Brady is different. Its concern is not limited to what the government controls, but with "evidence favorable to an accused... [that] is material either to guilt or to punishment." Brady, 373 U.S. at 87. Accordingly, Brady requires "the individual prosecutor... to learn of any favorable evidence known to the others acting on the government's behalf in the case, including the police." Kyles, 514 U.S. at 432. This includes state police who participate in the federal government's prosecution. See, e.g., United States v. Price, 566 F.3d 900, 903 (9th Cir. 2009) (reversing and remanding where federal prosecutors failed to learn of exculpatory evidence in the state police's control).[5]

The government cites four Ninth Circuit decisions in opposition. Three of these decisions - ( viz., United States v. Fort, 472 F.3d 1106, 1118 (9th Cir. 2007), United States v. Dominguez-Villa, 954 F.2d 562, 566 (9th Cir. 1992), and United States v. Chavez-Vernaza, 844 F.2d 1368, 1375) - concern Rule 16, not Brady. Fort, 472 F.3d at 1109-10 ("From the outset, it is important to note that this appear does not involve the government's disclosure obligations under Brady v. Maryland "); Dominguez-Villa, 954 F.2d at 566 (citing and discussing Rule 16(a)(1)(C)); Chavez-Vernaza, 844 F.2d at 1375 (citing and discussing Rule 16(a)(1)(C)).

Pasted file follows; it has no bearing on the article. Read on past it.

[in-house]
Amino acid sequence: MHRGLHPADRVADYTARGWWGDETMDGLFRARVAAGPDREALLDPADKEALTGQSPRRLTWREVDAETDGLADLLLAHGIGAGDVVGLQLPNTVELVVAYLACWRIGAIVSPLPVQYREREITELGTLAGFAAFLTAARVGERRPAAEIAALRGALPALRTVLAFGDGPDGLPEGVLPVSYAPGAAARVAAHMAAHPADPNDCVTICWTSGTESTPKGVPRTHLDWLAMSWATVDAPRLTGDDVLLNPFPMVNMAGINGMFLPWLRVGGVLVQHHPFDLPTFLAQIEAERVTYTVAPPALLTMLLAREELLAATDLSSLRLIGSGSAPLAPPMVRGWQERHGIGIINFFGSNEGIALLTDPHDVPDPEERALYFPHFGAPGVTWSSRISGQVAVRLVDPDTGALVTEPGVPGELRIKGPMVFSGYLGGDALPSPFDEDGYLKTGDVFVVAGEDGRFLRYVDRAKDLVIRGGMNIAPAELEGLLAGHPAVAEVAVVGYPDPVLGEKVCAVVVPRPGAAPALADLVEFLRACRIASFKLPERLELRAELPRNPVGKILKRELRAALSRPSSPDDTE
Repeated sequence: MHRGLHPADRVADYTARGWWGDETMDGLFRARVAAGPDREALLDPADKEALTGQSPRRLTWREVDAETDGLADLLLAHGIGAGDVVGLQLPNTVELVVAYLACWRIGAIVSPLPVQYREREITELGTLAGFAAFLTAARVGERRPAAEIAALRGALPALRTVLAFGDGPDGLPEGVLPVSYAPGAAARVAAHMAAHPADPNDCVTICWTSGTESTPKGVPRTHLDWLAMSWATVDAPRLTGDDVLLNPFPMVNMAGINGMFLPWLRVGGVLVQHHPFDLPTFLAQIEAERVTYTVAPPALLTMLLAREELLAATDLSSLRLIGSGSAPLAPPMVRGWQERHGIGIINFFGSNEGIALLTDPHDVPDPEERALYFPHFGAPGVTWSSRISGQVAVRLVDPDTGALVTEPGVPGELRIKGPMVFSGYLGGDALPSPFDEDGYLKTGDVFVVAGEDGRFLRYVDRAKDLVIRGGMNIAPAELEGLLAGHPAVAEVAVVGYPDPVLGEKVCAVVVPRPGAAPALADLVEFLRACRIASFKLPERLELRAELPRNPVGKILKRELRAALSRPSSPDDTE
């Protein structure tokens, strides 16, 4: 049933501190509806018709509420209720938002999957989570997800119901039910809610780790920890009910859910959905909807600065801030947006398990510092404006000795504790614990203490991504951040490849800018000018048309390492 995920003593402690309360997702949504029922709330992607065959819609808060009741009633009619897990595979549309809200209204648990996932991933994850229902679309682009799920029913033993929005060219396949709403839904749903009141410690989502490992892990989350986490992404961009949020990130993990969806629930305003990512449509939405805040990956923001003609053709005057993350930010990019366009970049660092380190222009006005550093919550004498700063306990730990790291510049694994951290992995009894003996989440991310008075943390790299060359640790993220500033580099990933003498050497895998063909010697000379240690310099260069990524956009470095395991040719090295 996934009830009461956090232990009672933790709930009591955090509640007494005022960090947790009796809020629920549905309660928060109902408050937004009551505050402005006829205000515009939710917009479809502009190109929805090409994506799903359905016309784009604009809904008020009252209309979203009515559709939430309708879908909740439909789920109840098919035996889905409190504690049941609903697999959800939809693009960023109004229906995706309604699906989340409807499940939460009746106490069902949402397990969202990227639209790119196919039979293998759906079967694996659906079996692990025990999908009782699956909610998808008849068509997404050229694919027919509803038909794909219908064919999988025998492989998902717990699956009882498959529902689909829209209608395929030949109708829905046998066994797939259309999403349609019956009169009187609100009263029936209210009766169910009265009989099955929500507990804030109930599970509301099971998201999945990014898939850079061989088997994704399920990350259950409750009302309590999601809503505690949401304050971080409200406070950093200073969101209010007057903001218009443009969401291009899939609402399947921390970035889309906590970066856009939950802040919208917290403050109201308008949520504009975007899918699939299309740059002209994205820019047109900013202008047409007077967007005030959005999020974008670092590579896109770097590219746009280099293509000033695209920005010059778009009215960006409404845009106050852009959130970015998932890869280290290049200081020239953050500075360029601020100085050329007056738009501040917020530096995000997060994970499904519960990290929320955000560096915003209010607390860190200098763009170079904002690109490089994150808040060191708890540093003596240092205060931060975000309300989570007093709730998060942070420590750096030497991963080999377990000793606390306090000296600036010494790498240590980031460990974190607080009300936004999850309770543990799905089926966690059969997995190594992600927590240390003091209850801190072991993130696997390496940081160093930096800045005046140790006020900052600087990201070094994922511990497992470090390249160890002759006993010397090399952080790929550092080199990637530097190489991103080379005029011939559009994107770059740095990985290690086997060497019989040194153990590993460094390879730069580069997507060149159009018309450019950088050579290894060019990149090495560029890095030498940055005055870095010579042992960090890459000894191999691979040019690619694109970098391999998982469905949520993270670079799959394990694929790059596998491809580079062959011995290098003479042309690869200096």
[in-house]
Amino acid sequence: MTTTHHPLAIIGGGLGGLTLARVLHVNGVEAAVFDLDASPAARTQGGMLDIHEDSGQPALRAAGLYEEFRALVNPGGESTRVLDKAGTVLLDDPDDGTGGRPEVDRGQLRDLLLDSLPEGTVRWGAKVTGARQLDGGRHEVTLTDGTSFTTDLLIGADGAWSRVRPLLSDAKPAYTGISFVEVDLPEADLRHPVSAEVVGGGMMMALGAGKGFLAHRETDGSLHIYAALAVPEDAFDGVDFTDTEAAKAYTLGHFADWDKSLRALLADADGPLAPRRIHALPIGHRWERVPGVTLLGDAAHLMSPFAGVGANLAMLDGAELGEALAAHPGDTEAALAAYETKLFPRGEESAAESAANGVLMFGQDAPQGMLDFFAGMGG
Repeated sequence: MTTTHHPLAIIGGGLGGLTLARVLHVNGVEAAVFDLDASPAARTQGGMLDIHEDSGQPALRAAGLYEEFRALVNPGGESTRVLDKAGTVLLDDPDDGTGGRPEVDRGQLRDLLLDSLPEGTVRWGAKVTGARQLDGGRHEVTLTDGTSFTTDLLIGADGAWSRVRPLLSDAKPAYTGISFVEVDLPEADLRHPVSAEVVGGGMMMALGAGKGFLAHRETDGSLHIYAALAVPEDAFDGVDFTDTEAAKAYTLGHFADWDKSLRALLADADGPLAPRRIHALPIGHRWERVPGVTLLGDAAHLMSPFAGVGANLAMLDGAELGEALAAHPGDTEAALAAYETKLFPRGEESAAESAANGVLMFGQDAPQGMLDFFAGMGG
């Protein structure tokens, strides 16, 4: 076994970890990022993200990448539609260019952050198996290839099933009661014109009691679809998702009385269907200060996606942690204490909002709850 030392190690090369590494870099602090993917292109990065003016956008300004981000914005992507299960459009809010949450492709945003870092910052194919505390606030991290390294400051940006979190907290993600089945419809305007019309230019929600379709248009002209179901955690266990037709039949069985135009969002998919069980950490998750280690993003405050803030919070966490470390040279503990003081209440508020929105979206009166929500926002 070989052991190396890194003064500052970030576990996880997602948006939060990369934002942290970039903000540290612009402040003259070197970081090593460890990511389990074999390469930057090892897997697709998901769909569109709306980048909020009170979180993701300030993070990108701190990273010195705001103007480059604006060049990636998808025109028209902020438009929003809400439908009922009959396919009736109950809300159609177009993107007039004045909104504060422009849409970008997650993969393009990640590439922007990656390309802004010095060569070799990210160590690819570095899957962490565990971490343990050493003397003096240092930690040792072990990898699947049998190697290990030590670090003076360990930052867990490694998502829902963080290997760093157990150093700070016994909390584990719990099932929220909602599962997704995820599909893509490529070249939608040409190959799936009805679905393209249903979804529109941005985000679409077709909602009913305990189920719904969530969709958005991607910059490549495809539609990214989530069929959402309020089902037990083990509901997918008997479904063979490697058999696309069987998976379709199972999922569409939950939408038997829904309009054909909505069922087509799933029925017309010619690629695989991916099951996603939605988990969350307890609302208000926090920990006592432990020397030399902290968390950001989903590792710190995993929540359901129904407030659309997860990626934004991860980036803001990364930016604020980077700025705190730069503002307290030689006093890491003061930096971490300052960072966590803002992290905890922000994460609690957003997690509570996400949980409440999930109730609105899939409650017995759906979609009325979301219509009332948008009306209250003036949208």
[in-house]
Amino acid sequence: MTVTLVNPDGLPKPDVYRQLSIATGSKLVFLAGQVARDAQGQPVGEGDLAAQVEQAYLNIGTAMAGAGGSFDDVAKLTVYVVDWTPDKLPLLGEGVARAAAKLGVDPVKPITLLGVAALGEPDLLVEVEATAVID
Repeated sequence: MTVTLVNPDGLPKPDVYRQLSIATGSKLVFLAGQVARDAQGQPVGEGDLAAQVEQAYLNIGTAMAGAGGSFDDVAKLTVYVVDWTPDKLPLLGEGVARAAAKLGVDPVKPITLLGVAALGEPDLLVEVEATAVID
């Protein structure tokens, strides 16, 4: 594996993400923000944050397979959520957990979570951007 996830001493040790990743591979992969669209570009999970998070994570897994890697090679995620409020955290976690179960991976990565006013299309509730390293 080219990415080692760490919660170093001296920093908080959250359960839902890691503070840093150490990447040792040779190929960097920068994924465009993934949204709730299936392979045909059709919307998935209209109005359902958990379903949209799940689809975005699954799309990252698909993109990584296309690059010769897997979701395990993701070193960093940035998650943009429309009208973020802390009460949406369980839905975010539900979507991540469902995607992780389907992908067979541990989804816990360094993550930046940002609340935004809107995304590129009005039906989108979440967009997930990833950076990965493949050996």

The fourth, United States v. Aichele, 941 F.2d 761, 764 (9th Cir. 1991), is a suppression case, not a pretrial discovery case. In Aichele, the court held that the government did not violate Brady because, in retrospect, the "defendant [had] enough information to be able to ascertain the supposed Brady material on his own." Id. Accordingly, the court concluded that "there is no suppression by the government" because the defendant knew of alternative means for ascertaining the Brady material. Id. Circumstances are different here. This court does not have the benefit of hindsight and the government has not demonstrated that, like Aichele, Ms. Zhen has an alternative means of ascertaining the requested information.